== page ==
My own pricks push into the paper leaving a crisp hole on flat paper. The beauty of Heather's (and to some degree some of the others) is that the back becomes the front so the punctured paper protrudes creating subtle but definite shadows that make the marks jump of the page. She has brought so much skill to the practice, perfectly controlling the degree of protrusion to get just the right effect, then occasionally reversing the direction of the prick to give a different look that only emphasises further the miniature 3d qualities of the protruding pricks. I love, love love it and it's as much about imagining the time and patience of making as it is about the beautiful final result.
Ok, enough rambling, let's look more at their intricate lovely works and I strongly urge you to visit all the sites to see the pieces full size as the tiny pictures I have here do not do justice to the intricacy of these pieces. Let's continue with Heather...
Heather Smith Jones: Wallpaper pinhole project (ongoing 2007-'08)
Just a taster of her lovely pieces, you should see what she does with words and how she's beginning to combine them with collage and thread (which relates perfectly to my books for the collaboration). For more check out her beautiful blog which has many links to her other work (she does beautiful drawings and watercolours, this is my current favourite), her Wallpaper Pinhole Project is a true labour of love, her work to buy at Artstream, her Flickr pages, and her new collaborative image a day project with Alicia Alferman - Noticing Project., which I love because I'm all about the little details that most people don't notice and it's great to see other people's noticings.
Moving on, Catherine Bertola is another favourite of mine who's cut found wallpaper work you may have seen before...
Catherine Bertola: If Walls Could Talk 2002
via Workplace Gallery
Perhaps you've also seen her amazing 'After The Fact' dust drawings (2006), dust has never looked so good. Shown below is one of her anatomy pieces, pinprick knickers!..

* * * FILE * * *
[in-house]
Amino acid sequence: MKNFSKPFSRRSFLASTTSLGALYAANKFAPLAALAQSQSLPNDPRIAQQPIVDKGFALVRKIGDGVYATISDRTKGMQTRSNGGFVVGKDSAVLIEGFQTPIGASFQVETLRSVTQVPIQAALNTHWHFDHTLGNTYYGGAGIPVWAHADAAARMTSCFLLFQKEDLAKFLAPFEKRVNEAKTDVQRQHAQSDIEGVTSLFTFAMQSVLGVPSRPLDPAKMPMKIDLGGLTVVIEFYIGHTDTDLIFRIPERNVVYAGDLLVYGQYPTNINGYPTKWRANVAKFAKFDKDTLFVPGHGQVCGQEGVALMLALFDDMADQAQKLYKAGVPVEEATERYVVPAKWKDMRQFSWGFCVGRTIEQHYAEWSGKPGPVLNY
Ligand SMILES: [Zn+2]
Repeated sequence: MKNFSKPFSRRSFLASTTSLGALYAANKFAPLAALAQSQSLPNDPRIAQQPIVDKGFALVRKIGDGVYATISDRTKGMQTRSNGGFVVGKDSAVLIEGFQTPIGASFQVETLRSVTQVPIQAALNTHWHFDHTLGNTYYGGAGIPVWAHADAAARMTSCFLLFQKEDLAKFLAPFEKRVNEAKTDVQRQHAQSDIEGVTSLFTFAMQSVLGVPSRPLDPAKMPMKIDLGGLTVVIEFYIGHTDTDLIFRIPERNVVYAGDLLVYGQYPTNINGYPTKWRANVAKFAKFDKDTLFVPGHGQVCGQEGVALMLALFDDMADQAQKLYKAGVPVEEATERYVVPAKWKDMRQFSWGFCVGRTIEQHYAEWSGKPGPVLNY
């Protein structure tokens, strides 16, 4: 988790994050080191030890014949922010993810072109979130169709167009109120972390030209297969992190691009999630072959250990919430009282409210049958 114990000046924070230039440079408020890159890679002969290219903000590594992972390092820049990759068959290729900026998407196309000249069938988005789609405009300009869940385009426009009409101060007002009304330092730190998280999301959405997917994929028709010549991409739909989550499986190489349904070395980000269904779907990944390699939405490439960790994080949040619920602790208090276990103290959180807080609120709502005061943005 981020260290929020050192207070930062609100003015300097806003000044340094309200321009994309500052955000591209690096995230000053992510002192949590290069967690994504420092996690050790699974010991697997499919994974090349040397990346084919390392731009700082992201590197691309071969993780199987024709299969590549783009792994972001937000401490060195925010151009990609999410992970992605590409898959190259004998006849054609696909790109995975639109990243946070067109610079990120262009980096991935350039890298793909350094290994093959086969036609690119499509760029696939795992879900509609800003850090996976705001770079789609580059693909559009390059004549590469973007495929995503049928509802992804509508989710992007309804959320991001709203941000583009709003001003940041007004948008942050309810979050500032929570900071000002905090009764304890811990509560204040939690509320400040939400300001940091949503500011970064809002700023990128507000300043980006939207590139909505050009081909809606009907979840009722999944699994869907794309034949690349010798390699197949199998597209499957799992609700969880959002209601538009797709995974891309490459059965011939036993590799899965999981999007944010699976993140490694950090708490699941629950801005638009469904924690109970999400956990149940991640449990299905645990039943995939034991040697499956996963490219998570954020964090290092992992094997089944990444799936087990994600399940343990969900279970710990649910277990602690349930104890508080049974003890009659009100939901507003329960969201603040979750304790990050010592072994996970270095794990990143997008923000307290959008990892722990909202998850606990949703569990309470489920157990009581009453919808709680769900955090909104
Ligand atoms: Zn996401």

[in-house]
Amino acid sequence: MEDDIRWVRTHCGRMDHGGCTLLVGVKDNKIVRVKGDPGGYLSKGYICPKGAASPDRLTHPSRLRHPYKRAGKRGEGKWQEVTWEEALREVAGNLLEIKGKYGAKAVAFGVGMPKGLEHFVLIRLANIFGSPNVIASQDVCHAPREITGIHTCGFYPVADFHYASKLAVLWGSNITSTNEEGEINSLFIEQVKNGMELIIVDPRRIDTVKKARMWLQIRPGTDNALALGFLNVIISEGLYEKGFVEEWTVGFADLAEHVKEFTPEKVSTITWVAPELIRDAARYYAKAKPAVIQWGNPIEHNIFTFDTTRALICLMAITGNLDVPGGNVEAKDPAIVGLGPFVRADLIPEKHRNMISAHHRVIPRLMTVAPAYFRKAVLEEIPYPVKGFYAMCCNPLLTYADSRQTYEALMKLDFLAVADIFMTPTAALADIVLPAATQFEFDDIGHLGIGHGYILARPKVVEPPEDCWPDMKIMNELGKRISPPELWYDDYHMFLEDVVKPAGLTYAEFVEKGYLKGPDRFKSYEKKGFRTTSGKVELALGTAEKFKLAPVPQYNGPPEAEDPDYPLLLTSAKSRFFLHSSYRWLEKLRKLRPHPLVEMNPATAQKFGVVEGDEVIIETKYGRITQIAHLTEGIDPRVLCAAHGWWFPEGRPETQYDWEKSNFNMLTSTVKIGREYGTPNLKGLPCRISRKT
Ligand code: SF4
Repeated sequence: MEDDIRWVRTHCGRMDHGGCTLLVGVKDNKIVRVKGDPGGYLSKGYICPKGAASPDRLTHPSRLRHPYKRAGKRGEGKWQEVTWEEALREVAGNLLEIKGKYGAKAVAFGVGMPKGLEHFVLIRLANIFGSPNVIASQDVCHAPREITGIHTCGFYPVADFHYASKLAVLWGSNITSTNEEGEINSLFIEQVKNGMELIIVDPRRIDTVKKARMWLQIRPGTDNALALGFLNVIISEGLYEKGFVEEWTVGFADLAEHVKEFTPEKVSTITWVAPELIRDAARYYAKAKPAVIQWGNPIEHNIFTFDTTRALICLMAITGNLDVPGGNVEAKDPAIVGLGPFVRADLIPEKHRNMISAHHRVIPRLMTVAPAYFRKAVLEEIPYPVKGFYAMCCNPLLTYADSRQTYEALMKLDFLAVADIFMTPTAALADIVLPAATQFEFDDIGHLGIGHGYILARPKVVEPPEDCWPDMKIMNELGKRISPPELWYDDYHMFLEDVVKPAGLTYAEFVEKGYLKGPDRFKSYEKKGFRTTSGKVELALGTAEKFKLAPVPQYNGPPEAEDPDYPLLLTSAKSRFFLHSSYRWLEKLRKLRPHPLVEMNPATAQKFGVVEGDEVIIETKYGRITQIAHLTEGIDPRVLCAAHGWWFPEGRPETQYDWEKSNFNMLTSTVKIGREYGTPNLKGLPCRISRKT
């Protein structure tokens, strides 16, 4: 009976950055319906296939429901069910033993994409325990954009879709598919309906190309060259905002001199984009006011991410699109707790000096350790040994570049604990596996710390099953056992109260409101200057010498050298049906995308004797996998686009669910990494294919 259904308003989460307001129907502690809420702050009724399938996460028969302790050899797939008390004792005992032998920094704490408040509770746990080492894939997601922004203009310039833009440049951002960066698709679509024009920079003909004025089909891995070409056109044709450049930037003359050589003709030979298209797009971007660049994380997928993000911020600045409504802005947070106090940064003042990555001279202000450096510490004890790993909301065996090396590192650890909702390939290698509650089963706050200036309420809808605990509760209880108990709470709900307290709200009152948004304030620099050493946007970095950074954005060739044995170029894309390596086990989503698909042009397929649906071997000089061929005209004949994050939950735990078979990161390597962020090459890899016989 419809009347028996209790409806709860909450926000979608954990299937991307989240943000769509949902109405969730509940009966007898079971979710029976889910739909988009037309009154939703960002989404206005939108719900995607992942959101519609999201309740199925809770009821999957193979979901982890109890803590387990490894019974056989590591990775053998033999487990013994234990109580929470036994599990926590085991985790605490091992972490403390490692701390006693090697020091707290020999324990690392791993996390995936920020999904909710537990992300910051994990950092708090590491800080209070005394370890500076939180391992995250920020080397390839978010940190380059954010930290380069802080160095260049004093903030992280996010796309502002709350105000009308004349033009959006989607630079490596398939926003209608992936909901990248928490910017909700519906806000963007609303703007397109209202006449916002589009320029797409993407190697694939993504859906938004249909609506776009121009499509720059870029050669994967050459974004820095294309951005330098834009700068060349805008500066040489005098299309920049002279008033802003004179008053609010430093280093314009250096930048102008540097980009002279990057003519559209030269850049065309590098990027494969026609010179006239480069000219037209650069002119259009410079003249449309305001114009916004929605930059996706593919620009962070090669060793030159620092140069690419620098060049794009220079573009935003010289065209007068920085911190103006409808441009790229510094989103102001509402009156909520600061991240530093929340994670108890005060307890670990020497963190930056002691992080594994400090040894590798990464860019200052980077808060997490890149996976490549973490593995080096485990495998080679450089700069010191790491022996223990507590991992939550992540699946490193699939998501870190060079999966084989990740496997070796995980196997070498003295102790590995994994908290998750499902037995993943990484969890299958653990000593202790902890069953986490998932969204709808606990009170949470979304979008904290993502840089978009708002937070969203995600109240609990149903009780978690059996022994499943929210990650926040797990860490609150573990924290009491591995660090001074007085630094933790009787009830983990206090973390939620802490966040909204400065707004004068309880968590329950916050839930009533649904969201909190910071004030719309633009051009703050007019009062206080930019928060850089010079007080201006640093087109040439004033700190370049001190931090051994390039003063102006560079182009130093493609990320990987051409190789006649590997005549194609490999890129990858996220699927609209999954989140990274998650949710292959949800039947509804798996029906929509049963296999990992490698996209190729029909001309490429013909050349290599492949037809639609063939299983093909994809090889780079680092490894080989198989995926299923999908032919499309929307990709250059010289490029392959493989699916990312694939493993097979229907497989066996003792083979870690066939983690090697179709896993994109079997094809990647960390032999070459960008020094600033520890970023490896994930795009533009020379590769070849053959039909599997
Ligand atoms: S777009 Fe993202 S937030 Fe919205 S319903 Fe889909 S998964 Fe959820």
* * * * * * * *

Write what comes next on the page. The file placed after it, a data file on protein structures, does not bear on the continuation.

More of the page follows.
Catherine Bertola: Prickings, Anatomy #10
Via Axisweb. click here to see full size
Catherine Bertola: Prickings, Anatomy #10 (detail)
I came across Celio Braga through his bead work but it was his carved paper work that I truly loved as it was similar to my papercut explorations...
Celio Braga: Untitled 2004, cuts on paper
(listed under 'carved drawings' on his site)
Like Catherine, he has also worked with pinpricks and the piece below is again similar to mine in that he's working with the line to emphasise the image it accompanies and there is also a little embossing (oh how I love embossing)...
Celio Braga: Untitled 8 2002
(listed under 'drawings' on his site)
I'll let you do your own exploring of the links above, and here a few others if you're really getting a taste for this type of work-
• Catherine Garvey Macmahon: Mappings 2004
• Leslie Yagar does very organic perforations and drawing on rice paper.
• Siân Bowen works with both pin pricks and laser incisions such as her 'Gaze' series 2006 and she touches on some of the historical background to piercing in her V&A weblog.
Finally, this one's not piercing at all, it's acrylic on paper, but it has such a pierced look I popped in in the mix anyway cause I like it. I've always had a thing for paper towel patterns, they're like the doily's poor country cousin, not as fancy, not as pretty, but honest and sturdy with their own simple beauty...
Lisha H Bai: The Earth Friendly Paper Towel Series 2006
Part of my 'All things white and beautiful' postings, a visual snowscape of creativity and observations in shades of white through January.